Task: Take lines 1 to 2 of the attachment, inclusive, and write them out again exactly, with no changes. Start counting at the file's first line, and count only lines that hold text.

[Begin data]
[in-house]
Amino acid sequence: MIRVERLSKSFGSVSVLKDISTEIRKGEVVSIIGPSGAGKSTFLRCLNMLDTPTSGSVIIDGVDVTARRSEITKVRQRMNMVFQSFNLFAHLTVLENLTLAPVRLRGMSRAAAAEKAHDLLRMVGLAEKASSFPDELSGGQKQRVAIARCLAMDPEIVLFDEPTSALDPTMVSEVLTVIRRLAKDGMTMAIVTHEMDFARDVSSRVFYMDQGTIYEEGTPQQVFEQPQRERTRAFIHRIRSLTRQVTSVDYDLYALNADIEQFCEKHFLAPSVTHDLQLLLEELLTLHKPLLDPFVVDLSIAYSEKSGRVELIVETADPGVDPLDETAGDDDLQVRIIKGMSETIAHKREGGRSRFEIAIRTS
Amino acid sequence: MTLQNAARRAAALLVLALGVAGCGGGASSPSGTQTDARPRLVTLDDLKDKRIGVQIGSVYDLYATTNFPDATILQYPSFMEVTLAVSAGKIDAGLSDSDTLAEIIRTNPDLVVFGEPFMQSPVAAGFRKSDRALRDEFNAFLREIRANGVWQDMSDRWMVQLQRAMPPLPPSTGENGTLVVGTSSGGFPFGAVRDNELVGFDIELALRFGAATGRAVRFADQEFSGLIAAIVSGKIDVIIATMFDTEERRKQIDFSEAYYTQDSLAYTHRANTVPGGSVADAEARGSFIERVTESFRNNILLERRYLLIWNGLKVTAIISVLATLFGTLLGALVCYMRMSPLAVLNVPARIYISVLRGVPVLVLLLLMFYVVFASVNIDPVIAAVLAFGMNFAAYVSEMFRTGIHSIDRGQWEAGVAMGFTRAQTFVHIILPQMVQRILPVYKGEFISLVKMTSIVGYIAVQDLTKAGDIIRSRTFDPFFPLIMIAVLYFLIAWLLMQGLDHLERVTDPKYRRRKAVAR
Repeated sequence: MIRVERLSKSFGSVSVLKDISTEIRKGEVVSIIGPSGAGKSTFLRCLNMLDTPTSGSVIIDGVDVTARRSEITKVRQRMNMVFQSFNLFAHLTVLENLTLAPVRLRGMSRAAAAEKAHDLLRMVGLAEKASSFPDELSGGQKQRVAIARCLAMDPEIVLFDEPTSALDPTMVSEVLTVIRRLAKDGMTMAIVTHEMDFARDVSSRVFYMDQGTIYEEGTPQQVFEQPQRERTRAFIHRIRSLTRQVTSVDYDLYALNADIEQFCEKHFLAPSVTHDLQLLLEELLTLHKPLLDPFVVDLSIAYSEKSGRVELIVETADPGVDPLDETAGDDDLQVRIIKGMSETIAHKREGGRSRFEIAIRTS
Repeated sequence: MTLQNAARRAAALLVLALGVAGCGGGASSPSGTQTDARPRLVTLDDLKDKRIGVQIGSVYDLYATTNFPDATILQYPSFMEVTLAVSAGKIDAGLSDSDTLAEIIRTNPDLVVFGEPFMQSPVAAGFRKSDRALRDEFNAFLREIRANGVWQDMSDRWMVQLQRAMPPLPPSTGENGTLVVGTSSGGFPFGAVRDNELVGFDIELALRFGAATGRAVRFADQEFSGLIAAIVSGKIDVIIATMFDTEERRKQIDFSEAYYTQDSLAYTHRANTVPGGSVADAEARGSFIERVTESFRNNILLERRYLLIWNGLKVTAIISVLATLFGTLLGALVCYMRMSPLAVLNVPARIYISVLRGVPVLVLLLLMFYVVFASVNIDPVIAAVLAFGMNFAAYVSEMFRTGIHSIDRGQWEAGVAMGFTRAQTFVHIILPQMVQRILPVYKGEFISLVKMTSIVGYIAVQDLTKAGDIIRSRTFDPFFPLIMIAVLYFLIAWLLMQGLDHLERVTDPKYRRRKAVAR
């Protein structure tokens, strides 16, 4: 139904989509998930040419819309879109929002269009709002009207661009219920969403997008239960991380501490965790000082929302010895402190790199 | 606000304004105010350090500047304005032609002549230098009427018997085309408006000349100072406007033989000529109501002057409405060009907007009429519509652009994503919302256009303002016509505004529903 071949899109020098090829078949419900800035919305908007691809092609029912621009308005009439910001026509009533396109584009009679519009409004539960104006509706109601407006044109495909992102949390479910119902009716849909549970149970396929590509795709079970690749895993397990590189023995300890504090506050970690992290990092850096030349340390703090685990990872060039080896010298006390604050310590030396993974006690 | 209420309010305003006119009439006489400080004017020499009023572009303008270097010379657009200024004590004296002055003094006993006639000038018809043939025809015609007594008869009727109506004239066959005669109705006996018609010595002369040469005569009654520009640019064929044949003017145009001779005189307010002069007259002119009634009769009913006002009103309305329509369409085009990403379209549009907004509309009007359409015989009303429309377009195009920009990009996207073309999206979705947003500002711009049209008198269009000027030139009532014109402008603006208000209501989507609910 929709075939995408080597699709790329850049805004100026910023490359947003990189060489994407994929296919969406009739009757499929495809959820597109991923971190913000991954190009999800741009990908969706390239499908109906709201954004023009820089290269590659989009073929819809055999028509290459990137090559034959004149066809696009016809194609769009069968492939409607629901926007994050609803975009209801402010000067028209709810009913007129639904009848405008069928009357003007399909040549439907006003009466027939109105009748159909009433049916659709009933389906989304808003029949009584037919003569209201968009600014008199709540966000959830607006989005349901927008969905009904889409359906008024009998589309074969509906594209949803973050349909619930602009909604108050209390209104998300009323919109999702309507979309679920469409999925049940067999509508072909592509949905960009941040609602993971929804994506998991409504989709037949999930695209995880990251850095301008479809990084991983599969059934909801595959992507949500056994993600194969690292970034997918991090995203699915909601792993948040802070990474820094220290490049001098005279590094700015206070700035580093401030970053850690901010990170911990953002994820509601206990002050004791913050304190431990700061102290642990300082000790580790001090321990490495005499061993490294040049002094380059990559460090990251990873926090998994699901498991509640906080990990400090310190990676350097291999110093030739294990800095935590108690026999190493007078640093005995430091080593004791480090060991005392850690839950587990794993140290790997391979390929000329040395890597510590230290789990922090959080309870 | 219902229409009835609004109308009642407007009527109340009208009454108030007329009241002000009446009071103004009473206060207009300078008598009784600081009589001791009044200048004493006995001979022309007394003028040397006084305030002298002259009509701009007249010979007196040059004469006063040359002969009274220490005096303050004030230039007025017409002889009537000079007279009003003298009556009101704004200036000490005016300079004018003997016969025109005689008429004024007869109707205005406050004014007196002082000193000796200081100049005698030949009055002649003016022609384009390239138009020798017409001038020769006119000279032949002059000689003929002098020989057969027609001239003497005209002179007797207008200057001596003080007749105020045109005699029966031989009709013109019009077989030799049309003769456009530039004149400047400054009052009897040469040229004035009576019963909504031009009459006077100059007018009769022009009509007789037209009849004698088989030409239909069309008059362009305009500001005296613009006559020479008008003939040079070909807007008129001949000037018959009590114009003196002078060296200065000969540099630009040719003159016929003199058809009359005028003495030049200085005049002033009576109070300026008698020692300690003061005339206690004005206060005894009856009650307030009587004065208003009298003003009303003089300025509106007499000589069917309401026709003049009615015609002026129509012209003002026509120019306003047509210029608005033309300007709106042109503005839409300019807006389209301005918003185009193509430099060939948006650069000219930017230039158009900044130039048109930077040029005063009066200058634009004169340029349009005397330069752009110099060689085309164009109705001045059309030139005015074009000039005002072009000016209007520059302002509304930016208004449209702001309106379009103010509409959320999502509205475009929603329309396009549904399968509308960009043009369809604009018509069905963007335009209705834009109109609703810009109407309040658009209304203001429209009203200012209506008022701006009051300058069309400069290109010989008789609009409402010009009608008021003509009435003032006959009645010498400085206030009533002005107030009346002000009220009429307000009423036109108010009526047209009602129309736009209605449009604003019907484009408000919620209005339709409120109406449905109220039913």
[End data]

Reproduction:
[in-house]
Amino acid sequence: MIRVERLSKSFGSVSVLKDISTEIRKGEVVSIIGPSGAGKSTFLRCLNMLDTPTSGSVIIDGVDVTARRSEITKVRQRMNMVFQSFNLFAHLTVLENLTLAPVRLRGMSRAAAAEKAHDLLRMVGLAEKASSFPDELSGGQKQRVAIARCLAMDPEIVLFDEPTSALDPTMVSEVLTVIRRLAKDGMTMAIVTHEMDFARDVSSRVFYMDQGTIYEEGTPQQVFEQPQRERTRAFIHRIRSLTRQVTSVDYDLYALNADIEQFCEKHFLAPSVTHDLQLLLEELLTLHKPLLDPFVVDLSIAYSEKSGRVELIVETADPGVDPLDETAGDDDLQVRIIKGMSETIAHKREGGRSRFEIAIRTS